Animation nation

“You see, animation ain’t that bad, fuddy-duddy.”

“You see, animation ain’t that bad, fuddy-duddy.”

Perhaps it was just a happy coincidence that three giants of the animated genre—Hayao Miyazaki (Ponyo), Henry Selick (Coraline) and Pixar (Up)—had 2009 releases, but most of my favorite films this year were cartoons.

It’s clear that something serious is happening—either a severely arrested adolescence on my part, or a sea change in the supremacy of live-action films over their animated brethren.

The CGI-ification of the American filmscape is partly to blame; as live-action movies have “evolved” to look more like cartoons, animated movies have gotten better at mimicking real life. If you want sharp visual storytelling and honest emotions, you watch Fantastic Mr. Fox, not Fantastic Four.

Of course, money, now entering its second century as the only reason that Hollywood does anything, is the real motivator. Animated pictures typically earn more in the foreign markets than they do domestically, so they’re practically pre-sold.

Ice Age 3 made a respectable $196 million stateside, but grossed nearly $700 million overseas, and the foreign receipts for Ratatouille, Kung Fu Panda and The Simpsons Movie doubled their domestic tallies. Even Garfield: A Tail of Two Kitties, featuring an animated cat and a for-all-intents-and-purposes a live Breckin Meyer, did four times better in the foreign markets.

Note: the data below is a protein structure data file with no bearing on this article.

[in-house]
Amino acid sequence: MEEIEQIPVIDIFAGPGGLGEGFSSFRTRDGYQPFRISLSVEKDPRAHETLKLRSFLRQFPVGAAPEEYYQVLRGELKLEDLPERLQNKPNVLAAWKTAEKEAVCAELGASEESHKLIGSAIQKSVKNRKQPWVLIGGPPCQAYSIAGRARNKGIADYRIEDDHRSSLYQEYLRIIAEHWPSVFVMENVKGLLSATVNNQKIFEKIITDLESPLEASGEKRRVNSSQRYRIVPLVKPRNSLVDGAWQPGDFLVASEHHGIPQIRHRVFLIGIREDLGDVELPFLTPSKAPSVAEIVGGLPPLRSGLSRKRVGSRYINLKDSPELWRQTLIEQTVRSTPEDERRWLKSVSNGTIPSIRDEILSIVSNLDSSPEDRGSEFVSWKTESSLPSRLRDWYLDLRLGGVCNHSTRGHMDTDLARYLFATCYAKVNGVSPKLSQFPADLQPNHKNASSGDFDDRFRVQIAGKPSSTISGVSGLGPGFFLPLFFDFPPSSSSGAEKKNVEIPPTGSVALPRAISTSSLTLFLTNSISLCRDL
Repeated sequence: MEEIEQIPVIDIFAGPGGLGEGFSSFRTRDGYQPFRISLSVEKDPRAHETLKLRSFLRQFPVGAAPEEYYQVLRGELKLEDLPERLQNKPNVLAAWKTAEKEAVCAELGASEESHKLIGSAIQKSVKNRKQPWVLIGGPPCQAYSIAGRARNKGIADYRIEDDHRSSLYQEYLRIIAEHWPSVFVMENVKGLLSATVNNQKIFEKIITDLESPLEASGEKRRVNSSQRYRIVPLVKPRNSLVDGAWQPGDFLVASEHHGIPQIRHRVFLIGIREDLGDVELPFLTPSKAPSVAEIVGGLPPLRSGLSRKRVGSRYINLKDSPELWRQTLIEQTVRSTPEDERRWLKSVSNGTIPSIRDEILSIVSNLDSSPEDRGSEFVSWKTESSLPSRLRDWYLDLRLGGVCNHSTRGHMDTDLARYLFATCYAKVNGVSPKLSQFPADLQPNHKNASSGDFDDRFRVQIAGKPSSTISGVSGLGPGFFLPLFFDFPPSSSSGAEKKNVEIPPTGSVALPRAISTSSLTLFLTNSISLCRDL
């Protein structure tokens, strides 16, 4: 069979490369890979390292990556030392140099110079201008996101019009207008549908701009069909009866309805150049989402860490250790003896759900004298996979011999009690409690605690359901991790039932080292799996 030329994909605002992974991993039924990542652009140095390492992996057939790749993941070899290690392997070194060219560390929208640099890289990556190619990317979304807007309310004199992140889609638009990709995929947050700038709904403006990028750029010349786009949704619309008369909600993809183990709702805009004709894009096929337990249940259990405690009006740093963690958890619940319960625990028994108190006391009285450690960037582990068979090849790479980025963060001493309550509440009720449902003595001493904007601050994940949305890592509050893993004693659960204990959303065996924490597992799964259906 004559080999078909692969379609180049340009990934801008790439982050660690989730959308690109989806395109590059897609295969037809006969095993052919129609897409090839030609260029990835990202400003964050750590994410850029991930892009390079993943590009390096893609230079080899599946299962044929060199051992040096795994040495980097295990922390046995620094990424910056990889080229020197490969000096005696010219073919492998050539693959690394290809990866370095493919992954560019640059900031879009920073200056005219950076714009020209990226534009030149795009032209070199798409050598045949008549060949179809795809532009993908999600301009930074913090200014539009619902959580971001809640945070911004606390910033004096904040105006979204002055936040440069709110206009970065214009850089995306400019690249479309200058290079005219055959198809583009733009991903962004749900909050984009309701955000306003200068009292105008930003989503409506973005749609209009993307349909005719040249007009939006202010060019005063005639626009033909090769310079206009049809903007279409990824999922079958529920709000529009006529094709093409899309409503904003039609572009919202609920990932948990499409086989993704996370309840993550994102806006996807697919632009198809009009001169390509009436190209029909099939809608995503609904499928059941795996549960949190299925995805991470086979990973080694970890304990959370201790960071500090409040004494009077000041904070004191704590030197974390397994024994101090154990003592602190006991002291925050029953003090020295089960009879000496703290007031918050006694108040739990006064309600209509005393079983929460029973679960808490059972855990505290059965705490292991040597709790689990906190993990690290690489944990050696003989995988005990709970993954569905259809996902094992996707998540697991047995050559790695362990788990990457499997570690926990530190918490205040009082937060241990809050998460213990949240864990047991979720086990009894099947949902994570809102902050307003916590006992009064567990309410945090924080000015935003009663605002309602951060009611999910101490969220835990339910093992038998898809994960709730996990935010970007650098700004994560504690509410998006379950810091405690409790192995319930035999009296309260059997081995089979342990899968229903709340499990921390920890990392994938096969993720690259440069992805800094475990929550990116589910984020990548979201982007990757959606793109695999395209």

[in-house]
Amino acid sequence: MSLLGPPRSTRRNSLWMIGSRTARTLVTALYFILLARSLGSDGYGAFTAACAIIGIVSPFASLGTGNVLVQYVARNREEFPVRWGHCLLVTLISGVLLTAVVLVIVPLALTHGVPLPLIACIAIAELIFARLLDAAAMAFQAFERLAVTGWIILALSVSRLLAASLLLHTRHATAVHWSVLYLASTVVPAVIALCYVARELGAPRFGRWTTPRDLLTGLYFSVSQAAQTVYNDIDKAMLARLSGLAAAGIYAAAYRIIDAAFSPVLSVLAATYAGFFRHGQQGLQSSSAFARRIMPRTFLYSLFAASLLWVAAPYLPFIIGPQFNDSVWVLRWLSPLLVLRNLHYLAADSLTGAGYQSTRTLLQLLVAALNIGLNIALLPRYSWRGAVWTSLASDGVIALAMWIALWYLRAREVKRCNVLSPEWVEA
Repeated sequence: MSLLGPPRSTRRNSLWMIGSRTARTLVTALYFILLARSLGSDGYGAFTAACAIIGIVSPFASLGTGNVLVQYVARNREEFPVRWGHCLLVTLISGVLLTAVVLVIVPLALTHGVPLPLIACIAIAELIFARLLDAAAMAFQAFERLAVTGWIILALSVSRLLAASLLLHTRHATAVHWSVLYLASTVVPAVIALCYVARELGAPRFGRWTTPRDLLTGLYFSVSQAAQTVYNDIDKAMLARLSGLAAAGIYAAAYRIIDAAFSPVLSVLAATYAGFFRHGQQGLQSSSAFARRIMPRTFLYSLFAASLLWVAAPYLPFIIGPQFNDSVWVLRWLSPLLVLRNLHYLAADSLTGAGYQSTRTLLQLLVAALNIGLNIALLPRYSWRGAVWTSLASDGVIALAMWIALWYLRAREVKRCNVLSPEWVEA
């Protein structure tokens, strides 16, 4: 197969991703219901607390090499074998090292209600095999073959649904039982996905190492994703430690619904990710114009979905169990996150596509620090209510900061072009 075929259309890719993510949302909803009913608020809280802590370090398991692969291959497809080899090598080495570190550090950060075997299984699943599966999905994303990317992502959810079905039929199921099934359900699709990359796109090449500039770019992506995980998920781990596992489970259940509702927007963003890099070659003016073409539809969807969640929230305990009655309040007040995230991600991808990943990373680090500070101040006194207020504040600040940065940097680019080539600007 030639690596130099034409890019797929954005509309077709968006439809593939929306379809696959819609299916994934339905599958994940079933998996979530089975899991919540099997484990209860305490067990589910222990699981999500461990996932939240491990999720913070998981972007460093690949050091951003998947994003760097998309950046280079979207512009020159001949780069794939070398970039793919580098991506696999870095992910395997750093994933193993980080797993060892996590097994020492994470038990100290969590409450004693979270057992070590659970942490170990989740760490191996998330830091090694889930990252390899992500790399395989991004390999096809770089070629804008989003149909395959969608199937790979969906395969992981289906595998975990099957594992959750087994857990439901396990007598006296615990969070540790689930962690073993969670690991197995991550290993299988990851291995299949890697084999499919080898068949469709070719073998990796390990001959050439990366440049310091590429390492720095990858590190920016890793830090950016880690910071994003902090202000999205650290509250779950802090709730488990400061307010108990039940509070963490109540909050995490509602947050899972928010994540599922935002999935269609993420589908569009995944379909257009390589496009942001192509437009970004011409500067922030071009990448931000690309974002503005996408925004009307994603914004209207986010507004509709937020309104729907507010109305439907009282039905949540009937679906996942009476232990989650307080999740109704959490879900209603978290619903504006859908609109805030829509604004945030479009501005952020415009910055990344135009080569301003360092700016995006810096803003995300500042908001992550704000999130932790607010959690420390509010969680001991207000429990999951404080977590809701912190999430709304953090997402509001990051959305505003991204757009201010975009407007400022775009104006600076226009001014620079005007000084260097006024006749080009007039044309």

The guaranteed box office means that greater chances can be taken with the story, characters and visuals. While most live-action studio pictures are shot against green screens in small rooms, animated artists have few shackles on their imaginations.

That leads to masterpieces like Coraline and Fantastic Mr. Fox, but there’s also more soul and invention in middling cartoon features like 9 or The Tale of Despereaux than in a hundred Night at the Museum sequels.

How much longer before animated movies are the only palatable entertainment produced by the studios?